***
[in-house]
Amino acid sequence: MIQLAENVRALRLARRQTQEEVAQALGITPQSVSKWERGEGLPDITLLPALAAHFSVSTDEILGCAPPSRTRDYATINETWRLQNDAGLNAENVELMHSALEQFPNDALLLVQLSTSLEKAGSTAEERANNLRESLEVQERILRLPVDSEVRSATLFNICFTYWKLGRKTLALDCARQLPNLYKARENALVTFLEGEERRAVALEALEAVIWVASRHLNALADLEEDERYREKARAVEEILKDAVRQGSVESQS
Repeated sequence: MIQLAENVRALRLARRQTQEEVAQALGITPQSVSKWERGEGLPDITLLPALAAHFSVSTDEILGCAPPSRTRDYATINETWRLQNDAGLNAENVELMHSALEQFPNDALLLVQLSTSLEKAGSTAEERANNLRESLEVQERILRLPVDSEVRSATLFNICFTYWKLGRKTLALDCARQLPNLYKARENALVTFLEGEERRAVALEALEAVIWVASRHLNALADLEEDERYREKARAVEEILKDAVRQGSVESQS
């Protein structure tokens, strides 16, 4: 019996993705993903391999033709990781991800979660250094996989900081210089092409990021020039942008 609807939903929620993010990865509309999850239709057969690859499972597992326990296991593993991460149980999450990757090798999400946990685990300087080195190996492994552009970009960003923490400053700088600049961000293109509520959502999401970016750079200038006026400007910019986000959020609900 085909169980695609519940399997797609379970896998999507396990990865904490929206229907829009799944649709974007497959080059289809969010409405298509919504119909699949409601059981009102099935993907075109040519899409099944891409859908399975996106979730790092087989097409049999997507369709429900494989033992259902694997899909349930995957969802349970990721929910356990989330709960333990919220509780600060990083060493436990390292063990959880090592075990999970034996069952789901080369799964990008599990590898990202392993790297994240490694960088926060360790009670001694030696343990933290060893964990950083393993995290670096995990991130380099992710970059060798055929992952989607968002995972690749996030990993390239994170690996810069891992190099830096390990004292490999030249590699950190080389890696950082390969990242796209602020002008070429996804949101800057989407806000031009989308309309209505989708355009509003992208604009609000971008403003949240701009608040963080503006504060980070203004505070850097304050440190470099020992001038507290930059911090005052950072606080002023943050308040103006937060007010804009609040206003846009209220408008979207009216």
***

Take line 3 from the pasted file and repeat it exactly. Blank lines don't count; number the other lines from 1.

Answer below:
Repeated sequence: MIQLAENVRALRLARRQTQEEVAQALGITPQSVSKWERGEGLPDITLLPALAAHFSVSTDEILGCAPPSRTRDYATINETWRLQNDAGLNAENVELMHSALEQFPNDALLLVQLSTSLEKAGSTAEERANNLRESLEVQERILRLPVDSEVRSATLFNICFTYWKLGRKTLALDCARQLPNLYKARENALVTFLEGEERRAVALEALEAVIWVASRHLNALADLEEDERYREKARAVEEILKDAVRQGSVESQS